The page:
Friedberg, F. Mol Biol Rep (2011) 38: 213. doi:10.1007/s11033-010-0097-z
Genes for individual domains such as CH, lim, ankyrin, PH and RhoGAP, IQ motif, Ig_FLMN, spectrin, and EF hand probably existed in early evolution before there were plants, fungi or animals so that when we examine multidomain proteins in Arabidopsis, Saccharomyces, Dictyostelium or Homo Sapiens we encounter various combinations of such domains. While all of these four species express Fimbrin and EB1, the lists of CH containing multidomain proteins, however, differ in number and in type for each of them. There was no further great increase in the number of new single domain proteins. Still many new multidomain genes evolved—but far more so in metazoans—than in plants or fungi. In both plants and fungi only singlet CH domains but no doublets (other than those forming the Fimbrin quadruplet) were incorporated. That is in these two branches one finds no alpha actinin, dystrophin or filamin even though the individual building blocks (i.e. domains such as spectrin or IG-FLMN) were available in Arabidopsis. Possibly transposons create new chimeric multidomain genes by mixing and matching genes or gene fragments.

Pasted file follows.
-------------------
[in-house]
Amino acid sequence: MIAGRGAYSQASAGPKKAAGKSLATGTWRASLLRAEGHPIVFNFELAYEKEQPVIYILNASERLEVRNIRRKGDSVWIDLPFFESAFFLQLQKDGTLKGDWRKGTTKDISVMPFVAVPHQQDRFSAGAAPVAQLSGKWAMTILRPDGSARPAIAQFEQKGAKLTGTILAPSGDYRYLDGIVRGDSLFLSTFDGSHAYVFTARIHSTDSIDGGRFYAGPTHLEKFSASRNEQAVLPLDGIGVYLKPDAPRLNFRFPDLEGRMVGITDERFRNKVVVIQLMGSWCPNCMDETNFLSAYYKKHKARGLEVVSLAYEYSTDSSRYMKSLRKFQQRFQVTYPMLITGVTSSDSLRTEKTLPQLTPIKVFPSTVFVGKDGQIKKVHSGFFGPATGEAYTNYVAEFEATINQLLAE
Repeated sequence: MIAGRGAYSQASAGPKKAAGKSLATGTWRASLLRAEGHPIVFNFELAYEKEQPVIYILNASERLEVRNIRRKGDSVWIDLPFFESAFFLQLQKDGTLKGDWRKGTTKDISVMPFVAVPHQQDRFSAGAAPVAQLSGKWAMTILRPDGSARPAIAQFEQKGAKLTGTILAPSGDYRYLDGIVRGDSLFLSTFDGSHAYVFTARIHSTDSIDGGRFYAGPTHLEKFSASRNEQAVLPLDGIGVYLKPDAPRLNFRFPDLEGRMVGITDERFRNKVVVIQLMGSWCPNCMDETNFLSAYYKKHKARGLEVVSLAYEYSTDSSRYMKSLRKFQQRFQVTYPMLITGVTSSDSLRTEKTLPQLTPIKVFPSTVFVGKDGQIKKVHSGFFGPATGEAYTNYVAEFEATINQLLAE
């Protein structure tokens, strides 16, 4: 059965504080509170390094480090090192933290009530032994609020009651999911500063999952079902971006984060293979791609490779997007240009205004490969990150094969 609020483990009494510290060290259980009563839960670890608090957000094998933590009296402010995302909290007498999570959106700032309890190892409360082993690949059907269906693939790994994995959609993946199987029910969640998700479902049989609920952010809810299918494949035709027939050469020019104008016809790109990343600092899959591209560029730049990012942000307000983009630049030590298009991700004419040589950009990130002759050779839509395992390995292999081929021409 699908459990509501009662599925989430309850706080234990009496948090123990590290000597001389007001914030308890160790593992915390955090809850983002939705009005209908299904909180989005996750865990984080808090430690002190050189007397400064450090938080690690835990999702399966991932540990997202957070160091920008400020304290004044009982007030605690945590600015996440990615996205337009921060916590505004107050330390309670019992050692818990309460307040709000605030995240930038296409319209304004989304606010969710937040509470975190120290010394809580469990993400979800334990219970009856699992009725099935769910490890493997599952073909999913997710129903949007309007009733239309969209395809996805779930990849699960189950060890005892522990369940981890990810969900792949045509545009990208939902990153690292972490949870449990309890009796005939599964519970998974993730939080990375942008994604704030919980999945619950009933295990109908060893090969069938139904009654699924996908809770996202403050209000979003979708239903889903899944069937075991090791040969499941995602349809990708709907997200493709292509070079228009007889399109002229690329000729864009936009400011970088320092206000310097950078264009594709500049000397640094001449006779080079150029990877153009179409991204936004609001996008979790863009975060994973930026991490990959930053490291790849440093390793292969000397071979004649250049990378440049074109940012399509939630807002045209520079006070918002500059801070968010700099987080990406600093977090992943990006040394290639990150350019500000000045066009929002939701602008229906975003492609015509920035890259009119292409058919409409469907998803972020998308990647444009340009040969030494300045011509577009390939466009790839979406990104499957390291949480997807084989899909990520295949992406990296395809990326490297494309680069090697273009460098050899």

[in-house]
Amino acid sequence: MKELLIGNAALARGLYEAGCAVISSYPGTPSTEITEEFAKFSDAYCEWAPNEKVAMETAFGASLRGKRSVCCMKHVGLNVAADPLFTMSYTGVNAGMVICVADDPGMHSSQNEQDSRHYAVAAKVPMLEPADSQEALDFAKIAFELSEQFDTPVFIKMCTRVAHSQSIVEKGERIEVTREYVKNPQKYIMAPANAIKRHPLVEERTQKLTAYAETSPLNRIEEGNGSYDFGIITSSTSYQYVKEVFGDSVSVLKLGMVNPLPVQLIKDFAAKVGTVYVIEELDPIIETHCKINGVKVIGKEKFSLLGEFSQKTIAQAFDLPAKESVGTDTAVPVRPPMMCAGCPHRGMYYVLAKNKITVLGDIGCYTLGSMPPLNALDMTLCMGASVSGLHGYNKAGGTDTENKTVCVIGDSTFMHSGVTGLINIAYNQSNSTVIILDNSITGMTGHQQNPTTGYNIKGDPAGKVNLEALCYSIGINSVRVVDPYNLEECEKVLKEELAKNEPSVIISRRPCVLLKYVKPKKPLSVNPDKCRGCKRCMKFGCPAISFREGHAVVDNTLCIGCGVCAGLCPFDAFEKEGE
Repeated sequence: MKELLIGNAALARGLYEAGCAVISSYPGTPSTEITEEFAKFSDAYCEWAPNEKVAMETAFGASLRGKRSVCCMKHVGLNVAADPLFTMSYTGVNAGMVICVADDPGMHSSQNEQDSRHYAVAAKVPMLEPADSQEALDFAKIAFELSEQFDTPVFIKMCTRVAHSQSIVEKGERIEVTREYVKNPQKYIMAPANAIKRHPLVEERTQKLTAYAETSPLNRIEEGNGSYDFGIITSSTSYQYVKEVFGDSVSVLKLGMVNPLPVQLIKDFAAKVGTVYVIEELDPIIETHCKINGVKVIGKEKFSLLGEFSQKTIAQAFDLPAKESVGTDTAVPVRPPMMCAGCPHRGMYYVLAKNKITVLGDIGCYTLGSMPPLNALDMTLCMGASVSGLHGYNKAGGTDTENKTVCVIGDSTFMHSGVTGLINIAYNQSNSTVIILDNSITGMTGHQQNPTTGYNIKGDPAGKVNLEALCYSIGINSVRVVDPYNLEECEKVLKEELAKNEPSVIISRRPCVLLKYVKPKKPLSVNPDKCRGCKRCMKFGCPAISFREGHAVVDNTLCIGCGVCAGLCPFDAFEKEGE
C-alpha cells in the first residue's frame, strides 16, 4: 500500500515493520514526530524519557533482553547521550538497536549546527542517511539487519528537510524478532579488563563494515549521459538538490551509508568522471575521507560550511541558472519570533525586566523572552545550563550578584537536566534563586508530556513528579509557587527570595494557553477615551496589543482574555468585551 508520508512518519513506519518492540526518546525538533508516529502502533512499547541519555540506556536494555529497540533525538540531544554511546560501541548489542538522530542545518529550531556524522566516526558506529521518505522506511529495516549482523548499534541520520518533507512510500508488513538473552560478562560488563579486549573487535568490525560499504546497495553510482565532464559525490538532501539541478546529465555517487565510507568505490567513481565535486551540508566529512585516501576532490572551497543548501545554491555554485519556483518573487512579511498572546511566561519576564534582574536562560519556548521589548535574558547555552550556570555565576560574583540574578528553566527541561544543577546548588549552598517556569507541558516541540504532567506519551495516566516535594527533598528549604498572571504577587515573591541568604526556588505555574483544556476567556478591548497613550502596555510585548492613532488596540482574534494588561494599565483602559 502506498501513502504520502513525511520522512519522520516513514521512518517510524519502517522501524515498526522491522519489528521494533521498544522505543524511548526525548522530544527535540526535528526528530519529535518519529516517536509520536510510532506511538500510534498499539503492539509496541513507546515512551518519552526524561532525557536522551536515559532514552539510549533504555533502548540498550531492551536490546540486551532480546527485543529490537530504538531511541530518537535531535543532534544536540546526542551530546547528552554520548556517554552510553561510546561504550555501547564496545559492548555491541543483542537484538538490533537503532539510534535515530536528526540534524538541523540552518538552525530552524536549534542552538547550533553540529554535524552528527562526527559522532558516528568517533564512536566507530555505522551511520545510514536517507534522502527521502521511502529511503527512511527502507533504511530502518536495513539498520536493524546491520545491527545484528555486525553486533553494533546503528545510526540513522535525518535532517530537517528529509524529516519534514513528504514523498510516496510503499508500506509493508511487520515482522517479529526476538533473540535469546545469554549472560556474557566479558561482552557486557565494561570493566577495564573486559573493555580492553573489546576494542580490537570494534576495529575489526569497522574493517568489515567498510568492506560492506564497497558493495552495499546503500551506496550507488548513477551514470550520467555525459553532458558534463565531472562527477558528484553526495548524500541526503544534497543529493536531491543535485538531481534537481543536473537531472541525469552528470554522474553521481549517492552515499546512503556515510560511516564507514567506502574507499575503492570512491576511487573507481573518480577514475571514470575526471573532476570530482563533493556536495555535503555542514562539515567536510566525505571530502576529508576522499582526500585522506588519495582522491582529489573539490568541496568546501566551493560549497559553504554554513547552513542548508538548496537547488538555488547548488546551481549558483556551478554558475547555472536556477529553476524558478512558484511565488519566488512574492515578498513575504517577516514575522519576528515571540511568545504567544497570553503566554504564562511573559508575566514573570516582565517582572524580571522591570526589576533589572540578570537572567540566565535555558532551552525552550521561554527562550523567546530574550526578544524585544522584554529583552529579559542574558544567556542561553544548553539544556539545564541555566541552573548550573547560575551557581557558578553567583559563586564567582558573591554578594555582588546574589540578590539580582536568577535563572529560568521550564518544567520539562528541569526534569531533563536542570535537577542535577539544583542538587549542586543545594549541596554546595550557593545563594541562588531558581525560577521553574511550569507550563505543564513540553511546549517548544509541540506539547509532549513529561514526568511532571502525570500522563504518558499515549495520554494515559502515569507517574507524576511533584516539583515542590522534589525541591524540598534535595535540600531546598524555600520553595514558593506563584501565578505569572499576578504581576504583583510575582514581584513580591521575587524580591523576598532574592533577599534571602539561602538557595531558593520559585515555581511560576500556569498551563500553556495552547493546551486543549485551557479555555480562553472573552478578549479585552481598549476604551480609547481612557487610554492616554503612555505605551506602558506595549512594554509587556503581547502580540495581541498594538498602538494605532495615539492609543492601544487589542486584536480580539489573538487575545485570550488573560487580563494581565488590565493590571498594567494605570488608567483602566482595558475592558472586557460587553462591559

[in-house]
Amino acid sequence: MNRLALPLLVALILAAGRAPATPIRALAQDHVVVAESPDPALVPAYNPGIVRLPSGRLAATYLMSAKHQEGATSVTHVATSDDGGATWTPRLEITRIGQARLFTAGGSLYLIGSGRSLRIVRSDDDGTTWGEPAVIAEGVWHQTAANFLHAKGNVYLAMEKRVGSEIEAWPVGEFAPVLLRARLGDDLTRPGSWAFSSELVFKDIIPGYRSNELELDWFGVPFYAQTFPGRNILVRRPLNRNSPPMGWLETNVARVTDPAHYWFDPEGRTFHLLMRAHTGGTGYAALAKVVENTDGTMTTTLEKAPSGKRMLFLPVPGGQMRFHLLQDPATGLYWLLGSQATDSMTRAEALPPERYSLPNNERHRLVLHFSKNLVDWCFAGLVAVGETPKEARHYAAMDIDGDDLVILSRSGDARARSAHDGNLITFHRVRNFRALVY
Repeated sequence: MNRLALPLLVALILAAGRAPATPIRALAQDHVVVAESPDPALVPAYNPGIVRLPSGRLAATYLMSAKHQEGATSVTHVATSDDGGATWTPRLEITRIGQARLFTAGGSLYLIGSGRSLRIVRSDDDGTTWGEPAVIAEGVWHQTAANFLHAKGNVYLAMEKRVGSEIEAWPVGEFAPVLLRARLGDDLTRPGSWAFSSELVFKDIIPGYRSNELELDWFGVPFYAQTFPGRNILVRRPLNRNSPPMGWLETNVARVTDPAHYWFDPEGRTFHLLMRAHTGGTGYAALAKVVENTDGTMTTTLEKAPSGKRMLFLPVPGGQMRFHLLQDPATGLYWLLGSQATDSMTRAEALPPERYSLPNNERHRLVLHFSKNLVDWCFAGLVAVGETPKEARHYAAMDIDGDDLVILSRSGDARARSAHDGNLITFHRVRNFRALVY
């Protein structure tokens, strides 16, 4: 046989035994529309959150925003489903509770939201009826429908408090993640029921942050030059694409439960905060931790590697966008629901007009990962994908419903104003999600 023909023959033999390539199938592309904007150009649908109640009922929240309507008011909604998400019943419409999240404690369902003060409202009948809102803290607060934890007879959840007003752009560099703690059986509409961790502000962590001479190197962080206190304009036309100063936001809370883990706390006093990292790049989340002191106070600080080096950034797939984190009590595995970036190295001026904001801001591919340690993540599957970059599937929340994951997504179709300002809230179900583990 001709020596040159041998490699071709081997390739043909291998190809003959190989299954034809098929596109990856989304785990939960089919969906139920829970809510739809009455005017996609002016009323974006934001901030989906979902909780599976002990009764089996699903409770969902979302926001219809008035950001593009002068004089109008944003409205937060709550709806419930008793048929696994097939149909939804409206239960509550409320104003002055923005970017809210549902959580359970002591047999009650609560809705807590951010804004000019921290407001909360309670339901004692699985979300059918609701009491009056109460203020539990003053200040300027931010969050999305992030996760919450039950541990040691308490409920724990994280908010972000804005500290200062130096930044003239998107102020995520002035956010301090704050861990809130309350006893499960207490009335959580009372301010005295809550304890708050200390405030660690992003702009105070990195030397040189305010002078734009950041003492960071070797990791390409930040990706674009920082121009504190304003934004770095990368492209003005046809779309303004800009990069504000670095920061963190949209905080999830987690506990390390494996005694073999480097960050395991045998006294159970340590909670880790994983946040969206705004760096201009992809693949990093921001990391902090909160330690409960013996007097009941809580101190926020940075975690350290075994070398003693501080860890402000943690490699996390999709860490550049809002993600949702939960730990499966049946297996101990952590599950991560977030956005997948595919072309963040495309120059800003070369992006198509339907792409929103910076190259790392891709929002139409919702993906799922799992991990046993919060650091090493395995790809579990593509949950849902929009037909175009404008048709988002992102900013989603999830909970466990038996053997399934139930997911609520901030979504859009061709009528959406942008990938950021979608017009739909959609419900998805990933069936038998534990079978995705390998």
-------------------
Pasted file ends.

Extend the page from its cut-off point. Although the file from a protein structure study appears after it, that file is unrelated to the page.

Clustal X alignment of the three Arabidopsis EB1 proteins (listed in Fig. 1). * in bold print indicates the presence of the CH domain (see the sequence AA 16-114) and of the EB1 domain (see the sequence LEK….ILY) (DOC 21 kb)
Multiple sequence Clustal X alignment for the single CH domains in Arabidopsis multidomain proteins and in Saccharomyces multidomain proteins. (They were listed in Figs. 1 and 2, respectively). In human singlet CH containing multidomain proteins the formula W(X)(17-29) G(X)11 P was proposed for identification of the CH domain (3). In Arabidopsis and Saccharomyces the formula can be slightly enlarged (with a few exceptions) to: W(X)4V or L or I, (X)12-23 G(X)3C(X)7P. The respective AA are indicated by bold type in this table (RTF 18 kb)